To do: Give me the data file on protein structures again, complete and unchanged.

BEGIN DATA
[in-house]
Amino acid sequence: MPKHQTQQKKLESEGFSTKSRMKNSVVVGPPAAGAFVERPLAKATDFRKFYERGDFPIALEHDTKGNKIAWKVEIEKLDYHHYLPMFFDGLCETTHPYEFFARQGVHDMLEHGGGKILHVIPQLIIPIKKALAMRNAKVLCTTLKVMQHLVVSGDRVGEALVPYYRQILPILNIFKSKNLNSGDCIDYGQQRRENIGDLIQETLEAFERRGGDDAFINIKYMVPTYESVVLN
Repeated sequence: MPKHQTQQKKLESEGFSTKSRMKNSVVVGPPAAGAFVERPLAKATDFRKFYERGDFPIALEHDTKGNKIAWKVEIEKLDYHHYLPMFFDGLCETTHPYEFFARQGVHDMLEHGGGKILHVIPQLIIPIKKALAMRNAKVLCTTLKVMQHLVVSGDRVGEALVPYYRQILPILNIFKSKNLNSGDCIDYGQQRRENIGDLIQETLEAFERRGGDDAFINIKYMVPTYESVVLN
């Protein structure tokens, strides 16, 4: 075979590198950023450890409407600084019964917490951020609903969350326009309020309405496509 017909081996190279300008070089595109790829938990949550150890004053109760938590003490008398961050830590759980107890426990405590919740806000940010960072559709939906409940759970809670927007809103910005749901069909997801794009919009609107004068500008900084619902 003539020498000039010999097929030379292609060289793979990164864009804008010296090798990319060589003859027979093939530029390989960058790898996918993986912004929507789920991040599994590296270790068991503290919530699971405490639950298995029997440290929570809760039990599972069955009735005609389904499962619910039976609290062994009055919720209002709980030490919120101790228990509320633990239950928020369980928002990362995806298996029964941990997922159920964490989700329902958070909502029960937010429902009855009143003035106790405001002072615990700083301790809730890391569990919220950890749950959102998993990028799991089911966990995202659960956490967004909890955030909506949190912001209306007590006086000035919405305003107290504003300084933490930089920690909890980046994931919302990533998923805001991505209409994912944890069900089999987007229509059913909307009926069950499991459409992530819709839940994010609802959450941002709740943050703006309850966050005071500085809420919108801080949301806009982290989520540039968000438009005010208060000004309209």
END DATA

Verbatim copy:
[in-house]
Amino acid sequence: MPKHQTQQKKLESEGFSTKSRMKNSVVVGPPAAGAFVERPLAKATDFRKFYERGDFPIALEHDTKGNKIAWKVEIEKLDYHHYLPMFFDGLCETTHPYEFFARQGVHDMLEHGGGKILHVIPQLIIPIKKALAMRNAKVLCTTLKVMQHLVVSGDRVGEALVPYYRQILPILNIFKSKNLNSGDCIDYGQQRRENIGDLIQETLEAFERRGGDDAFINIKYMVPTYESVVLN
Repeated sequence: MPKHQTQQKKLESEGFSTKSRMKNSVVVGPPAAGAFVERPLAKATDFRKFYERGDFPIALEHDTKGNKIAWKVEIEKLDYHHYLPMFFDGLCETTHPYEFFARQGVHDMLEHGGGKILHVIPQLIIPIKKALAMRNAKVLCTTLKVMQHLVVSGDRVGEALVPYYRQILPILNIFKSKNLNSGDCIDYGQQRRENIGDLIQETLEAFERRGGDDAFINIKYMVPTYESVVLN
């Protein structure tokens, strides 16, 4: 075979590198950023450890409407600084019964917490951020609903969350326009309020309405496509 017909081996190279300008070089595109790829938990949550150890004053109760938590003490008398961050830590759980107890426990405590919740806000940010960072559709939906409940759970809670927007809103910005749901069909997801794009919009609107004068500008900084619902 003539020498000039010999097929030379292609060289793979990164864009804008010296090798990319060589003859027979093939530029390989960058790898996918993986912004929507789920991040599994590296270790068991503290919530699971405490639950298995029997440290929570809760039990599972069955009735005609389904499962619910039976609290062994009055919720209002709980030490919120101790228990509320633990239950928020369980928002990362995806298996029964941990997922159920964490989700329902958070909502029960937010429902009855009143003035106790405001002072615990700083301790809730890391569990919220950890749950959102998993990028799991089911966990995202659960956490967004909890955030909506949190912001209306007590006086000035919405305003107290504003300084933490930089920690909890980046994931919302990533998923805001991505209409994912944890069900089999987007229509059913909307009926069950499991459409992530819709839940994010609802959450941002709740943050703006309850966050005071500085809420919108801080949301806009982290989520540039968000438009005010208060000004309209």